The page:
The “Empire” actress has been talking a lot about mental health this year. Because she first discussed it in June when she spoke to Congress about her own depression and the specific mental health challenges that Black people face.
And in October, on the “Today” show, Henson spoke about the Boris Lawrence Henson Foundation, something she started to help black students deal with mental health issues while they’re in the classroom. She named the foundation after her late father, who suffered from PTSD after serving in the Vietnam War.
During that same “Today” show discussion, Henson also said there aren’t enough “culturally competent” therapists for Black people, and it’s something she spoke about again in her new interview.
“I think my mental health foundation picks up where my art leaves off,” she explained.
“We have to deal with these traumatic situations and these teachers and therapists and social workers need to be trained in cultural competency to be able to pinpoint [when a] child is having an issue that’s deeper than just wanting to be bad in class,” added Henson.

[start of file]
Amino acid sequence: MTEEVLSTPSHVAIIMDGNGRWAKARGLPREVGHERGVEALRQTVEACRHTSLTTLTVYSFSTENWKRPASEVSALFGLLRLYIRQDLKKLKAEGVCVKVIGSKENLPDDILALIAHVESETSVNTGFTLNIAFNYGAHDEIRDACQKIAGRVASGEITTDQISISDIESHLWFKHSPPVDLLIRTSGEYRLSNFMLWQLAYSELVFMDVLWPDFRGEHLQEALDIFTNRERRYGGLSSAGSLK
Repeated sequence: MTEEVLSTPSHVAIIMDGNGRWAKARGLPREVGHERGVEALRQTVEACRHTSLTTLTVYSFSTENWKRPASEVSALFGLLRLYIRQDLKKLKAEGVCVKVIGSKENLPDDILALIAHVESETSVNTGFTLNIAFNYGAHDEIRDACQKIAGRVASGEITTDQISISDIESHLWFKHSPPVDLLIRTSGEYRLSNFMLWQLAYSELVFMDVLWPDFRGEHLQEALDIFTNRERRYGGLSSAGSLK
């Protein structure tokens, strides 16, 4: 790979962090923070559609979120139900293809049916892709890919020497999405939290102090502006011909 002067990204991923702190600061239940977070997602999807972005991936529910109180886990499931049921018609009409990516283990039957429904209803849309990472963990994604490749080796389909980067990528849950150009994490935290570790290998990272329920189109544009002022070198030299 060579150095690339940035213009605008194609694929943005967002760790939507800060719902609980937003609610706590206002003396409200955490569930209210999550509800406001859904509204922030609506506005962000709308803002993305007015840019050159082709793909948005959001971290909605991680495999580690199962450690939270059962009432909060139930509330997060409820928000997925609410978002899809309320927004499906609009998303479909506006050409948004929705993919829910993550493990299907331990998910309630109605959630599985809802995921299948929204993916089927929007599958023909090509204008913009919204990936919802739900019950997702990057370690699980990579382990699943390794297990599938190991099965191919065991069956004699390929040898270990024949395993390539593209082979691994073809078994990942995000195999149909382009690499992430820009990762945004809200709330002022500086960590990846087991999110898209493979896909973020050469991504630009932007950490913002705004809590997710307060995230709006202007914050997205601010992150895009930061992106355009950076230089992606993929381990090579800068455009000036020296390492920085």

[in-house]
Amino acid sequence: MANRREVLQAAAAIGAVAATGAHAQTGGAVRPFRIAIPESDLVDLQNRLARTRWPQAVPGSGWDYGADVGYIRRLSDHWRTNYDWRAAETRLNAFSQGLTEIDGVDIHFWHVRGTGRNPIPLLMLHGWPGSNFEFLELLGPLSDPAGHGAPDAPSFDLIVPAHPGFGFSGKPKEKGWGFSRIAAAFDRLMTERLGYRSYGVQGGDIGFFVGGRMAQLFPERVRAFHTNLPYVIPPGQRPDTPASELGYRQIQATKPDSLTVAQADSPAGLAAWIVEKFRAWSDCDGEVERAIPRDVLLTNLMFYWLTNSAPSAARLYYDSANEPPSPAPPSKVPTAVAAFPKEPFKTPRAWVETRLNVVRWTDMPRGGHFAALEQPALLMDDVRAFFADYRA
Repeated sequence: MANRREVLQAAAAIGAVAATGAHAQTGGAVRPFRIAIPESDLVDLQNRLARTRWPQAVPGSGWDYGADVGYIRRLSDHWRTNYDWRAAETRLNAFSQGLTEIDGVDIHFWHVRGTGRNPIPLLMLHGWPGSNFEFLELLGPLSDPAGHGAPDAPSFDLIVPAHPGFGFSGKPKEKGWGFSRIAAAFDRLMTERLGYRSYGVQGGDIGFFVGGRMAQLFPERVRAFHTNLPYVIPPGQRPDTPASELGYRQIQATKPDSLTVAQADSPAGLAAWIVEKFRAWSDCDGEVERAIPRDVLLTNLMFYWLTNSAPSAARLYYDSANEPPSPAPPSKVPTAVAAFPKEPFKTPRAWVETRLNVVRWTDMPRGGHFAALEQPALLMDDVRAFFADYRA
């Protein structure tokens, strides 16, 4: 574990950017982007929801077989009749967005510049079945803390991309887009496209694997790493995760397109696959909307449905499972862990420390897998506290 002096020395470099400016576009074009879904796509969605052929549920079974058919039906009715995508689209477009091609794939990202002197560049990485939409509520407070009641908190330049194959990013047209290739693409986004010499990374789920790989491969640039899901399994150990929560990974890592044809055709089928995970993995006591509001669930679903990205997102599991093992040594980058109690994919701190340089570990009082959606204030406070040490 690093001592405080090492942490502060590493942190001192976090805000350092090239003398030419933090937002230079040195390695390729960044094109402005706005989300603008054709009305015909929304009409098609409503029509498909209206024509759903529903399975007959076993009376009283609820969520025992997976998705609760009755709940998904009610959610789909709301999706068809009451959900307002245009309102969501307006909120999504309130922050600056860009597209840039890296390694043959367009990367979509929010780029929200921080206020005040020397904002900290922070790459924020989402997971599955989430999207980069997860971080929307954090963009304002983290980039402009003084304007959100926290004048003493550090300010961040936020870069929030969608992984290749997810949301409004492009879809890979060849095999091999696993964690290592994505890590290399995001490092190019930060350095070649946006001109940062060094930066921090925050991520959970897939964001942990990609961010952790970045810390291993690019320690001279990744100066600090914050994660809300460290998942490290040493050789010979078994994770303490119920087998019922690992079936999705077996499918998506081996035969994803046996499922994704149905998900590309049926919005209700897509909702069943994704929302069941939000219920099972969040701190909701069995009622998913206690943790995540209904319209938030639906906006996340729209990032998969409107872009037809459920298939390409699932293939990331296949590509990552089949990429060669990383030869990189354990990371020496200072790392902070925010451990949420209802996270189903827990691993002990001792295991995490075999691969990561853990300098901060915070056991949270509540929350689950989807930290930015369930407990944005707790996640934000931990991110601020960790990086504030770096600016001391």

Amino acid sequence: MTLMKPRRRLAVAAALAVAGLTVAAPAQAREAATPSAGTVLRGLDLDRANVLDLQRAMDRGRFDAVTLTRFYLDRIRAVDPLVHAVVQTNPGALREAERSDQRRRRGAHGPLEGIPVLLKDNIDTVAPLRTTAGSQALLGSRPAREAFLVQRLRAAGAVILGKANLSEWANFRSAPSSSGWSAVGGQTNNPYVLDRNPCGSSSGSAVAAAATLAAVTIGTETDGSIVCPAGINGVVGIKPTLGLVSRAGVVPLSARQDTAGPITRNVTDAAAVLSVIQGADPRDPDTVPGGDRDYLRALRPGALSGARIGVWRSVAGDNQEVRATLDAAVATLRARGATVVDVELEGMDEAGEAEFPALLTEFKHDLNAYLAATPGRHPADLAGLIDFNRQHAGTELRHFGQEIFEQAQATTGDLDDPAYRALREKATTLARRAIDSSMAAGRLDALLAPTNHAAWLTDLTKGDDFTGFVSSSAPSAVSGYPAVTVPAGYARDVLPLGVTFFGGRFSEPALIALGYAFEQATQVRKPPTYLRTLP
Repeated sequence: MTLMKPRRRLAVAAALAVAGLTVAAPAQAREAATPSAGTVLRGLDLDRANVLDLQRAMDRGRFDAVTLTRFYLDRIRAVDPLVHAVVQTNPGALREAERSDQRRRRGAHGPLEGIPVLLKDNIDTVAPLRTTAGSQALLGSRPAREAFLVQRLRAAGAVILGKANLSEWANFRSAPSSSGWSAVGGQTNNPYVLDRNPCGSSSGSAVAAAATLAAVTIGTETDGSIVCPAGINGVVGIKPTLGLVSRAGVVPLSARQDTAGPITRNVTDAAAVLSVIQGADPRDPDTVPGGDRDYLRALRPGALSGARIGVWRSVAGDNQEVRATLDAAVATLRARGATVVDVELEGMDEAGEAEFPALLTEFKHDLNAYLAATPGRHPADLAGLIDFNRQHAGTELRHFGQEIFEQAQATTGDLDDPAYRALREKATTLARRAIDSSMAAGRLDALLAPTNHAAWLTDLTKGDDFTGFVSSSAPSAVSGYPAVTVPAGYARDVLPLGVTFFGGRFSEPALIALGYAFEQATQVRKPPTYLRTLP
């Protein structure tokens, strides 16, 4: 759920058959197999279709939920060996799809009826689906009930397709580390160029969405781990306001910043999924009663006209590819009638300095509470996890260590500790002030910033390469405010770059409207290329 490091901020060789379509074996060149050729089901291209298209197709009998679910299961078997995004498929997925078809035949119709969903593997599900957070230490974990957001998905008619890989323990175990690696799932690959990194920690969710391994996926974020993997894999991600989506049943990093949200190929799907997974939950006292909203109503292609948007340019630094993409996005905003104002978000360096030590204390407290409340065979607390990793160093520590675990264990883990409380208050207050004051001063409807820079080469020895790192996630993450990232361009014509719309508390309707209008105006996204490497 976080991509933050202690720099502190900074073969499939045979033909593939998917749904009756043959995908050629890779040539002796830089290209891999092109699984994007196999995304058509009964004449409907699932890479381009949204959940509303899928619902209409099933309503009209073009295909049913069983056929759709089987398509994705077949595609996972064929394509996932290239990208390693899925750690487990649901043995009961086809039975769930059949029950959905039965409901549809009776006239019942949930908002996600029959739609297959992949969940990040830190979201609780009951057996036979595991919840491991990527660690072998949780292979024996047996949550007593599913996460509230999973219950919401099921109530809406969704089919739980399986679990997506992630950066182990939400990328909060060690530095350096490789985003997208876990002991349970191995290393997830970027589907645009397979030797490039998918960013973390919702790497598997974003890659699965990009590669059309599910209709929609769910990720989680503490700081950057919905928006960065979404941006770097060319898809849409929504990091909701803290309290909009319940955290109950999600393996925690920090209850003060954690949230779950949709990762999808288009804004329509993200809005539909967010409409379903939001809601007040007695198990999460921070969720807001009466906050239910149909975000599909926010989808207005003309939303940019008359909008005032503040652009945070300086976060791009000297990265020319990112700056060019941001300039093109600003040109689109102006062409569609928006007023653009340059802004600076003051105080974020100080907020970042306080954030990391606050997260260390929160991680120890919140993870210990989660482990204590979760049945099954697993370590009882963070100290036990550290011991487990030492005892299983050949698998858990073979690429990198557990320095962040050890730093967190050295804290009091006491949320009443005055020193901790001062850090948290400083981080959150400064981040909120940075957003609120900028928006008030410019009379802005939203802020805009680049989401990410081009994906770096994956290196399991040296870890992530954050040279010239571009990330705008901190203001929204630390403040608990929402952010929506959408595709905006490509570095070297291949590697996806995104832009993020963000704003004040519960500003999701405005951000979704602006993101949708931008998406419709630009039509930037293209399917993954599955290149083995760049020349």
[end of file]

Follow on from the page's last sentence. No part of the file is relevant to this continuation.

In the new Self magazine interview, Henson talked about her own depression and how the concept of being a “strong Black woman” could be a dangerous one. And the 49-year-old told other Black women to realize that it’s OK to feel weak or less than OK at times.
“There are some times where I feel absolutely helpless,” Henson admitted. “That’s human. Everybody feels like that. Just because I’m a black woman, don’t put that strong-superhero thing on me.”
Henson also discussed why she has sought therapy, which came after she began feeling different inside. At the same time, her son needed help as well, because his dad and Henson’s boyfriend was murdered in 2003, and her father passed away three years later.
“I had aligned all my chakras, and I still wanted to headbutt a bitch,” Henson joked. “In all seriousness, the therapy came into play out of necessity.
“It was [a] time where I was like, ‘Oh, I’m just not feeling like myself anymore,’” she added. “And my son was going through his issues with becoming a young black male in America with no dad and no grandad.”